How The Attack On Saudi Oil And Refineries Threatens World Peace And Oil Prices
I first looked at the swarm attack against Saudi Oil infrastructure and thought, “Why should I be concerned, these people have been attacking each other since the day Mohammad died, so why the concern now?” The problem is oil. It is not who is the most radical or the least; it has more do with the fact that oil is an international commodity. An attack on Saudi Arabia shakes the foundations of the energy field, prices go up, even in places like the US where our production is secure, and we are oil independent for the first time in well over 70 years.
The problem isn’t just what we are going to see at the gas pump, rather we will see this from grocery shopping to heating cost, with winter around the corner this could be
Consumers around the world could see costs rise for products ranging from gasoline and diesel to home heating costs and airfares after this weekend’s attacks caused a spike in global oil prices. As the cost of transportation rises, that could mean shipments of other goods, such as groceries, could also increase in the coming months.
The other problem comes from the fact that Saudi, for years the largest oil producer, even while the US and Russia can and do produce a great quantity of oil, Saudi has one ability that no other nation has – the ability to quickly with little warning or turn around ramp up production in a significant way.
So how will this effect us? The most noticeable will be the prices at that pump, an increase of up to 25 cents is expected over the next month. Yesterday U.S. gasoline and diesel futures contracts on the New York Mercantile Exchange rose more than 10%.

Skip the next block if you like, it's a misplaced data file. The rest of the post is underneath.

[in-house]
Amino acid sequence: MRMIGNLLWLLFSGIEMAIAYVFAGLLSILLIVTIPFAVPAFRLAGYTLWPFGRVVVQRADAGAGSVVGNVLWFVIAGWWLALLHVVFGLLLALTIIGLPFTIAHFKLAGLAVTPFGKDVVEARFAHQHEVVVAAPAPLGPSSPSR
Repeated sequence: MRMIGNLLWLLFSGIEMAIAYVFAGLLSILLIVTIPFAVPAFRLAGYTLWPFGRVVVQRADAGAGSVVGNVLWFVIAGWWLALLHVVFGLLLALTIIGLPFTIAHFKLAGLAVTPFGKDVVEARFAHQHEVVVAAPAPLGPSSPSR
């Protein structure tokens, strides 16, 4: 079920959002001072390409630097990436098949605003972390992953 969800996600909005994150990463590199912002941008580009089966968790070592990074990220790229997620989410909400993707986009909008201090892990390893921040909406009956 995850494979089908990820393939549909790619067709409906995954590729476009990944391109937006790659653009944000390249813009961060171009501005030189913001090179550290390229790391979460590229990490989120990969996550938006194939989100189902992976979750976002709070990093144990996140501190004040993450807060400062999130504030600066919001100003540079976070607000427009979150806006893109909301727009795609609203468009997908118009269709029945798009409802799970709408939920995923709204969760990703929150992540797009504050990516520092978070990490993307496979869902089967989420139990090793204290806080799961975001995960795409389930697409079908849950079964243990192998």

Prices for fuel, especially diesel, which fuels heavier-duty
Fuel price increases are expected throughout the world’s major economies, with countries in Asia particularly sensitive to spikes because of their energy-intensive manufacturing industry, said John Kilduff, a partner at Again Capital in New York.
This could push towards Iran’s favor, with the embargo from the US against Iranian oil, China, India, Turkey, Italy, and Japan, just to name a few are still purchasing Iranian oil. With the spike of crude, this will increase profit for Iran, thus the whole attack works in their favor.
What can be done? The first thing is, in spite of the howling you hear from the left, is to aid Saudi Arabia in protecting their air spaces. We could talk to Israel about the possibility of aiding in this, with the relationship with them and Saudi Arabia on the rise, maybe it would be a good idea to work something out so Saudi Arabia could get some Iron Dome batteries to protect their oil fields and refinery.
We also need to decide if Saudi Arabia is worth aiding, we may not like their domestic policies, but like it or not, they are
We next need to put maximum pressure on our allies to stop purchasing Iranian oil, shut down their ability to ship this oil, they then will find no matter what the price of crude is, it will not benefit them.
Last, we need to ask, “Do we want Iran to have the Bomb?” I think not; they have a habit of supplying every terrorist in the region, what would prevent them from supplying on to Assad, or Hezbollah, or maybe the Houthi’s to use against Saudi Arabia? If this happened with Assad or Hezbollah, they would not hesitate to try to use this against Israel, if they gave one to the Houthi’s, and they fired one against Saudi Arabia? Even if it is intercepted the price of crude could double in a very short period, if it successfully were used, you would see the world go into an energy crisis due to the price of crude jumping to astronomical amounts.
We need to look at the possibility of a move to reduce Iran’s ability to produce nukes, this would be dangerous and costly, but the alternative is having them fire one off at Israel, this would cause the whole area to lie in desolation. Contrary to popular thought with some, this has little to do with Israel, more it is about continuing a safe and uninterrupted flow of oil from the region.